5. Sales and Customer Service: Understanding the DiSC styles of clients or customers can help sales and customer service professionals tailor their approach and communication style to better meet their needs.
  6. Personal Growth: Individuals can use the DiSC model to gain insights into their own behaviour, strengths, and areas for improvement, enabling them to develop more effective communication and interpersonal skills.

The Four Behavioural Styles

DiSC Styles Model of Behaviour

Before delving into the details of each DiSC style, let’s briefly summarise the four behavioural styles:

  1. Dominance (D): People with a Dominance style tend to be direct, assertive, and results-oriented. They are often seen as confident and decisive leaders.
  2. Influence (I): Individuals with an Influence style are typically outgoing, enthusiastic, and focused on building relationships. They excel at persuading and inspiring others.
  3. Steadiness (S): Those with a Steadiness style are typically patient, reliable, and focused on maintaining stability and cooperation. They value harmony and a team-oriented approach.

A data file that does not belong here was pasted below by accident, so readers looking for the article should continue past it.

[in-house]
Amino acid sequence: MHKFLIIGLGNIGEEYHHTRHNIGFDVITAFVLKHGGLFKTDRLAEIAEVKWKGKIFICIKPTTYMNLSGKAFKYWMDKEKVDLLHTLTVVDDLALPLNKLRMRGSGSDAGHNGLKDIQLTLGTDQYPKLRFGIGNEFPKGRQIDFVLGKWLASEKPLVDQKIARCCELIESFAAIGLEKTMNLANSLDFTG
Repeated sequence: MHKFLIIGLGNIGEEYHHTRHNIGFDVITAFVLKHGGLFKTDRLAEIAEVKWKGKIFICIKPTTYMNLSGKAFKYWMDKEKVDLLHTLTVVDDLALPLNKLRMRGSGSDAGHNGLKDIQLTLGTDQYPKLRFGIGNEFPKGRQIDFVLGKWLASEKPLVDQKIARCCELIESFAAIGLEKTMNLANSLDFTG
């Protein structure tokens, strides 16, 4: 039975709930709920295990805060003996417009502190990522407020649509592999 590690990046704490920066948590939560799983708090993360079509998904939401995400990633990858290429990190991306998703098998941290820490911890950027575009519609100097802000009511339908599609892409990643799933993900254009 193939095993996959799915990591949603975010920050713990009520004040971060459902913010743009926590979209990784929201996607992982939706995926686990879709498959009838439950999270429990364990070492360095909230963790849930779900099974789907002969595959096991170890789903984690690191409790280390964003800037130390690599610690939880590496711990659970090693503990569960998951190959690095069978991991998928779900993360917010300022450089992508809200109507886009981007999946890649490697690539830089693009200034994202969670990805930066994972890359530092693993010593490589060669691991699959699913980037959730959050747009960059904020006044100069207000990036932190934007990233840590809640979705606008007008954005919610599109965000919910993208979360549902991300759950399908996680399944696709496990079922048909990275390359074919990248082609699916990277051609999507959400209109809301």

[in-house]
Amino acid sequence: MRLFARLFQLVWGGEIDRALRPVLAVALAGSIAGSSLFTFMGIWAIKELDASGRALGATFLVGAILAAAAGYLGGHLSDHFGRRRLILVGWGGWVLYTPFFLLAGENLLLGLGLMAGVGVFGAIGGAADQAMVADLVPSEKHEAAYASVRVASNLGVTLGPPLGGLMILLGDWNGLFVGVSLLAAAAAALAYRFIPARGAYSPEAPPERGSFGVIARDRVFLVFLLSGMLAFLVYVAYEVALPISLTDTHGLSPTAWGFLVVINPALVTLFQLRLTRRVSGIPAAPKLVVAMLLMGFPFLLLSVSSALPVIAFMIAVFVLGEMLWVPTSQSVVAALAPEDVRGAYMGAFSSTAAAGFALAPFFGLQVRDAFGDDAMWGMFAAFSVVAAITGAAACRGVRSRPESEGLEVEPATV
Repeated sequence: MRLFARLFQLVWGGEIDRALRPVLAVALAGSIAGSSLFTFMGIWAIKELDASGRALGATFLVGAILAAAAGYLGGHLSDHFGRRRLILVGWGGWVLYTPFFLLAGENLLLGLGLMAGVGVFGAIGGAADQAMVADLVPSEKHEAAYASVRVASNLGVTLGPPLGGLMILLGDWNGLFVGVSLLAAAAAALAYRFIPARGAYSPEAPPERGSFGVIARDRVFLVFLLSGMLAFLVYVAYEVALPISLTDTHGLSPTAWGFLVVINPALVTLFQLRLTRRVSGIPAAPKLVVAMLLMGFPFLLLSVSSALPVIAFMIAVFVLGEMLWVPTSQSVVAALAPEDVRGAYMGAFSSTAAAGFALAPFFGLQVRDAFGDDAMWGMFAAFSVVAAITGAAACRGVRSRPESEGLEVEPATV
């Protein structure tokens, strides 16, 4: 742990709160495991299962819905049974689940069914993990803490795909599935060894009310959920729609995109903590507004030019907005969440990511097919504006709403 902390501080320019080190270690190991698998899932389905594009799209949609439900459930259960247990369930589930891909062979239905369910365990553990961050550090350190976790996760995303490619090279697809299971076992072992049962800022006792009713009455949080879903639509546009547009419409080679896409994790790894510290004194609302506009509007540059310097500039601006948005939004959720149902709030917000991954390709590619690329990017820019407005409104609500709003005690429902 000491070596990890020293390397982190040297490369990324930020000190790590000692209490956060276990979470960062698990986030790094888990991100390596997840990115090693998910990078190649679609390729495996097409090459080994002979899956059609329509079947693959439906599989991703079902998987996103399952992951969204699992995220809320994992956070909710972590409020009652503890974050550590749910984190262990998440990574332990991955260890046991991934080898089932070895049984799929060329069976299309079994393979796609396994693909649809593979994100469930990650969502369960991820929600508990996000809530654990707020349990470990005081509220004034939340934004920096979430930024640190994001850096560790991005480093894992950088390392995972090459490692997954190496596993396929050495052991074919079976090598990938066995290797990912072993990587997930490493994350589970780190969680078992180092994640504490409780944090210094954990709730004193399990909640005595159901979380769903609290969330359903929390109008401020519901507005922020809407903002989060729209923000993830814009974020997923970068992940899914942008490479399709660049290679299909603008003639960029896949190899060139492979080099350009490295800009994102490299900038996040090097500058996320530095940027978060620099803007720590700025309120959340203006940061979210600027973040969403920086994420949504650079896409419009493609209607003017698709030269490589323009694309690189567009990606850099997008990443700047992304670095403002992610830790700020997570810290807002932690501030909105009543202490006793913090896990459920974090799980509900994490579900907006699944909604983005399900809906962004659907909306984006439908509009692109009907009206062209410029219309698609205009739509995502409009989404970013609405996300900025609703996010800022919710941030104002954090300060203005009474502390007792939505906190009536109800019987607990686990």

4. Conscientiousness (C): People with a Conscientiousness style are often detail-oriented, analytical, and focused on quality and accuracy. They tend to be logical and systematic in their approach.

It’s important to note that while everyone exhibits traits from all four styles, most individuals have a primary and secondary style that they tend to gravitate towards.

1. Dominance Style

DiSC Styles - Dominance


  • Direct and assertive communication style
  • Confident and decisive
  • Focused on results and achieving goals
  • Comfortable with taking risks and challenging the status quo
  • Enjoys being in control and taking charge


  • Excellent problem-solving abilities
  • Able to make tough decisions quickly
  • Motivated by challenges and competition
  • Skilled at delegating tasks and responsibilities
  • Effective in crisis situations


  • Can be perceived as overly aggressive or intimidating
  • May struggle with empathy and understanding others’ perspectives
  • Tendency to be impatient and dismissive of details
  • Can overlook potential risks or consequences in pursuit of results

How They Handle Change: Those with a Dominance style typically embrace change and view it as an opportunity for growth and progress. They are often the driving force behind implementing new ideas or initiatives and are comfortable with taking calculated risks. However, they may struggle with changes that limit their autonomy or decision-making power.

2. Influence Style

DiSC Styles - Influence


  • Outgoing and enthusiastic communication style
  • Focused on building relationships and social connections
  • Skilled at persuading and inspiring others
  • Enjoys being in the spotlight and receiving recognition
  • Prefers a collaborative and team-oriented approach


  • Excellent at networking and making connections